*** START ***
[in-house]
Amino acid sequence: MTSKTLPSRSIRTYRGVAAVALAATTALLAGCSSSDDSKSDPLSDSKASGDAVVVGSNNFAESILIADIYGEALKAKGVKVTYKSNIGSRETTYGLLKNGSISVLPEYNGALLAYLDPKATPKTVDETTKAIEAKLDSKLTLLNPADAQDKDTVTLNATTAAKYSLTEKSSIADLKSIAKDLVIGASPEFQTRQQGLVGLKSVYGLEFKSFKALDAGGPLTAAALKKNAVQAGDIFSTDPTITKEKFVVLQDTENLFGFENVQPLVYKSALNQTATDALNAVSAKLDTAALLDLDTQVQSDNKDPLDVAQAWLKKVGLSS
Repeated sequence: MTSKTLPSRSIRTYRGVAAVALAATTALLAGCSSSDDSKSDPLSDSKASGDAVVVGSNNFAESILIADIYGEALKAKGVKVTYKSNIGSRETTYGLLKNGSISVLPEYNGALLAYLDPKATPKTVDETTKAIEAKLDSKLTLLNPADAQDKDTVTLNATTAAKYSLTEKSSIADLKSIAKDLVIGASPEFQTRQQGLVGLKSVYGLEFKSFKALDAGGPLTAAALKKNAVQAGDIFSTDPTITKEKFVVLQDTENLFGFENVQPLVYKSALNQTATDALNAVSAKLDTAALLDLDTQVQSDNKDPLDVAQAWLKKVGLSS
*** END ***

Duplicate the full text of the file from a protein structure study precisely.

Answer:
[in-house]
Amino acid sequence: MTSKTLPSRSIRTYRGVAAVALAATTALLAGCSSSDDSKSDPLSDSKASGDAVVVGSNNFAESILIADIYGEALKAKGVKVTYKSNIGSRETTYGLLKNGSISVLPEYNGALLAYLDPKATPKTVDETTKAIEAKLDSKLTLLNPADAQDKDTVTLNATTAAKYSLTEKSSIADLKSIAKDLVIGASPEFQTRQQGLVGLKSVYGLEFKSFKALDAGGPLTAAALKKNAVQAGDIFSTDPTITKEKFVVLQDTENLFGFENVQPLVYKSALNQTATDALNAVSAKLDTAALLDLDTQVQSDNKDPLDVAQAWLKKVGLSS
Repeated sequence: MTSKTLPSRSIRTYRGVAAVALAATTALLAGCSSSDDSKSDPLSDSKASGDAVVVGSNNFAESILIADIYGEALKAKGVKVTYKSNIGSRETTYGLLKNGSISVLPEYNGALLAYLDPKATPKTVDETTKAIEAKLDSKLTLLNPADAQDKDTVTLNATTAAKYSLTEKSSIADLKSIAKDLVIGASPEFQTRQQGLVGLKSVYGLEFKSFKALDAGGPLTAAALKKNAVQAGDIFSTDPTITKEKFVVLQDTENLFGFENVQPLVYKSALNQTATDALNAVSAKLDTAALLDLDTQVQSDNKDPLDVAQAWLKKVGLSS